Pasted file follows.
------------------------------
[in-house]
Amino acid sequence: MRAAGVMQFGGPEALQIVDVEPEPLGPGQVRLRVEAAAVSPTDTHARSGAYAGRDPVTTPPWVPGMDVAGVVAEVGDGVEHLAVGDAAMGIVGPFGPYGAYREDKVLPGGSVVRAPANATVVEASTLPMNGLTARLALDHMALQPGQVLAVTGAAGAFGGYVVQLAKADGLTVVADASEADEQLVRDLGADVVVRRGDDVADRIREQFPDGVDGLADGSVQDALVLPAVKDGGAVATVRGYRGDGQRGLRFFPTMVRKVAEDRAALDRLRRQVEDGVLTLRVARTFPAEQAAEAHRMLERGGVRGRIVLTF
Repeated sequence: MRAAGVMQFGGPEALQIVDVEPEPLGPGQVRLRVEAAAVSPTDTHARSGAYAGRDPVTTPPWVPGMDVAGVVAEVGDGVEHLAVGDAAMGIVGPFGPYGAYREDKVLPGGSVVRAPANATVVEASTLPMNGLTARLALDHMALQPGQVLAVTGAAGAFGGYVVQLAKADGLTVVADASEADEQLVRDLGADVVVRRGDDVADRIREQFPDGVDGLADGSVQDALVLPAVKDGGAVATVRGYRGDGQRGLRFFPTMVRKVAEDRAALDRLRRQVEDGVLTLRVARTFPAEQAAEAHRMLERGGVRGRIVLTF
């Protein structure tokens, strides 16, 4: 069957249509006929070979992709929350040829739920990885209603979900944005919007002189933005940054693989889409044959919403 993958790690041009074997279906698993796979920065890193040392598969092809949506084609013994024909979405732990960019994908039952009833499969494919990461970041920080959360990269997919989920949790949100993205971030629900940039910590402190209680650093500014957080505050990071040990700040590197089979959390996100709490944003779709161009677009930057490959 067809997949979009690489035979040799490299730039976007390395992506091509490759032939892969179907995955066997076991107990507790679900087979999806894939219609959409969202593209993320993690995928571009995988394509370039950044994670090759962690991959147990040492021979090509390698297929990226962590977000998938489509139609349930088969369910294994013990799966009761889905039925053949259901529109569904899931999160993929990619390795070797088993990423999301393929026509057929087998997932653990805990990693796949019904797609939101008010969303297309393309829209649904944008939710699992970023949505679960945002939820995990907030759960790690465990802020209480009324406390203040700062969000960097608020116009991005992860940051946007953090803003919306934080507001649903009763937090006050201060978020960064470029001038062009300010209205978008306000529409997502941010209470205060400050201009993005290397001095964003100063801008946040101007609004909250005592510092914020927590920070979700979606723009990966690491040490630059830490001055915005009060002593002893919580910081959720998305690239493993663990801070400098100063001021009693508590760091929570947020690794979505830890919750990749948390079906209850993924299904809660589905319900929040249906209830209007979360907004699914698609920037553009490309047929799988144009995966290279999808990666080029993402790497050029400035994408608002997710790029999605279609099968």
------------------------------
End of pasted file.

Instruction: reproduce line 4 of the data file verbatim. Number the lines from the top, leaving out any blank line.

């Protein structure tokens, strides 16, 4: 069957249509006929070979992709929350040829739920990885209603979900944005919007002189933005940054693989889409044959919403 993958790690041009074997279906698993796979920065890193040392598969092809949506084609013994024909979405732990960019994908039952009833499969494919990461970041920080959360990269997919989920949790949100993205971030629900940039910590402190209680650093500014957080505050990071040990700040590197089979959390996100709490944003779709161009677009930057490959 067809997949979009690489035979040799490299730039976007390395992506091509490759032939892969179907995955066997076991107990507790679900087979999806894939219609959409969202593209993320993690995928571009995988394509370039950044994670090759962690991959147990040492021979090509390698297929990226962590977000998938489509139609349930088969369910294994013990799966009761889905039925053949259901529109569904899931999160993929990619390795070797088993990423999301393929026509057929087998997932653990805990990693796949019904797609939101008010969303297309393309829209649904944008939710699992970023949505679960945002939820995990907030759960790690465990802020209480009324406390203040700062969000960097608020116009991005992860940051946007953090803003919306934080507001649903009763937090006050201060978020960064470029001038062009300010209205978008306000529409997502941010209470205060400050201009993005290397001095964003100063801008946040101007609004909250005592510092914020927590920070979700979606723009990966690491040490630059830490001055915005009060002593002893919580910081959720998305690239493993663990801070400098100063001021009693508590760091929570947020690794979505830890919750990749948390079906209850993924299904809660589905319900929040249906209830209007979360907004699914698609920037553009490309047929799988144009995966290279999808990666080029993402790497050029400035994408608002997710790029999605279609099968």